The Neosho River Basin is made up of alluvial and terrace deposits. The Neosho River aquifer is a stream-valley aquifer. Stream-valley aquifers are generally unconfined and made up of unconsolidated sediments with high hydraulic conductivity. Many stream-valley aquifers have yields of up to 3000 gpm. In general the larger the river valley, the larger the yield.(4). The Neosho River stream-valley aquifer, where it flows through Coffey County, is relatively small, the depth to the water table is about 20 ft with yields of about 0-10 gpm(7). The water level in the Neosho aquifer rises and falls with the flow of the river just as it does with many alluvial aquifers due to the high hydraulic conductivity(4).  


All maps and aerial photography courtesy of the U.S. Geological Survey


As can be seen from the map above, the specific yield is about 0.15 and since the aquifer is unconfined it would be expected that storativity value is similar.

Storativity is equal to specific yield plus aquifer thickness times specific storage. Specific storage is normally a small number for an unconfined aquifer. This leads to a storativity of about .15 for the Neosho River alluvial aquifer(1). The water flow rate is limited and it has a high mineral content so most large users opt for surface water treatment plants. It is mostly farms and very small towns that use wells for drinking water. There is very limited agricultural use of the aquifer(7).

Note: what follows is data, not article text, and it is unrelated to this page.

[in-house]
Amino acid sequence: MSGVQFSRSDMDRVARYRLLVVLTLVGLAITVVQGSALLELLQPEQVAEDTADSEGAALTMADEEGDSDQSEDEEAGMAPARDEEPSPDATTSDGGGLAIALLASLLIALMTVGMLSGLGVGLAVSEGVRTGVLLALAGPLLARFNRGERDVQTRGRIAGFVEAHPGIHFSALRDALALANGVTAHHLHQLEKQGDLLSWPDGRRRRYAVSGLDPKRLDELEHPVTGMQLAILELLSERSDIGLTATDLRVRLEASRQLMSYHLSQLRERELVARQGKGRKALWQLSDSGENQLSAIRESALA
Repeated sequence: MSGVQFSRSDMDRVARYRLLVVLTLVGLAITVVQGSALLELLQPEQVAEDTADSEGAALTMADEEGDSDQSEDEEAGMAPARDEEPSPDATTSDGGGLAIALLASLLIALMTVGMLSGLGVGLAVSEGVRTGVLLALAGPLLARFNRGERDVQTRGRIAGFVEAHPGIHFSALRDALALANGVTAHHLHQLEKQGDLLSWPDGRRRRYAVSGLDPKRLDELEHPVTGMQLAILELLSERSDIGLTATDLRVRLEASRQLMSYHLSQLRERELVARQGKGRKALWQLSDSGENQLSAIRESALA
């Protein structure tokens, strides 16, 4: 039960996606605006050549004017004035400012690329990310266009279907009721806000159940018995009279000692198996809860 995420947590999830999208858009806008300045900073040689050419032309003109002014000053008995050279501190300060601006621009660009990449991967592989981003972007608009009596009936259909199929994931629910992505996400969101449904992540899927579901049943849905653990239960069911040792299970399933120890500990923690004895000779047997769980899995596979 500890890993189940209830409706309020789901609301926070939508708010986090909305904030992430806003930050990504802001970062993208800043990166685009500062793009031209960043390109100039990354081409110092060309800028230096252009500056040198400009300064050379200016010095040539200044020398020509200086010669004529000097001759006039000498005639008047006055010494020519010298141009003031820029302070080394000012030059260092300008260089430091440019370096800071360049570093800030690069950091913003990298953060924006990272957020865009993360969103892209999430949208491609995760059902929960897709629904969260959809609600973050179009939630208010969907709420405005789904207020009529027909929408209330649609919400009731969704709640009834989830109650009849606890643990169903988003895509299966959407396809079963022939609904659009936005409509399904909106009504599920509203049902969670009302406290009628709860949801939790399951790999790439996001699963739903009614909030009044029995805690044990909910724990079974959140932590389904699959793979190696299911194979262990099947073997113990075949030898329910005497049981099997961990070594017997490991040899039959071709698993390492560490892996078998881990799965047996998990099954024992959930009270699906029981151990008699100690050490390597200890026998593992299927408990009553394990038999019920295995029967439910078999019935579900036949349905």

Area Geology

The area of Coffey County outside the Neosho Valley aquifer is made up of layered sedimentary deposits of Plattsmouth Limestone, which yields less than 1 gpm to wells; Toronto Limestone, which yields less than 2 gpm; the Ireland member of the Lawrence formation which yields about 0.5 gpm; and Tonganoxie Sandstone which yields less than 3 gpm. Layers are relatively flat and flow of ground water outside the Neosho River Basin is determined more by surface features than underground deposit configuration. From this it can be seen that the Neosho River alluvial aquifer is the dominant groundwater source in Coffey County(7).





Possible aquifer contaminates include agricultural runoff of pesticides, herbicides and fertilizers. There is also the possibility of leaky underground fuel tanks and many above ground tanks used for local oil wells(6). The area of Coffey County has the additional concern of possible radioactive contaminants from Wolf Creek Generating Station. Wolf Creek Nuclear Operating Corporation personnel perform periodic monitoring of areas adjacent to the plant for possible radioactive releases. Kansas Department of Health and Environment personnel perform additional monitoring and their monitoring is compared against the WCNOC monitoring to verify consistency(2). There has been considerable attention recently given to the problem of tritiated waste from nuclear facilities. All U.S. nuclear power plants including Wolf Creek Generating Station have recently increased their groundwater monitoring because of issues that have been discovered with tritium at other plants.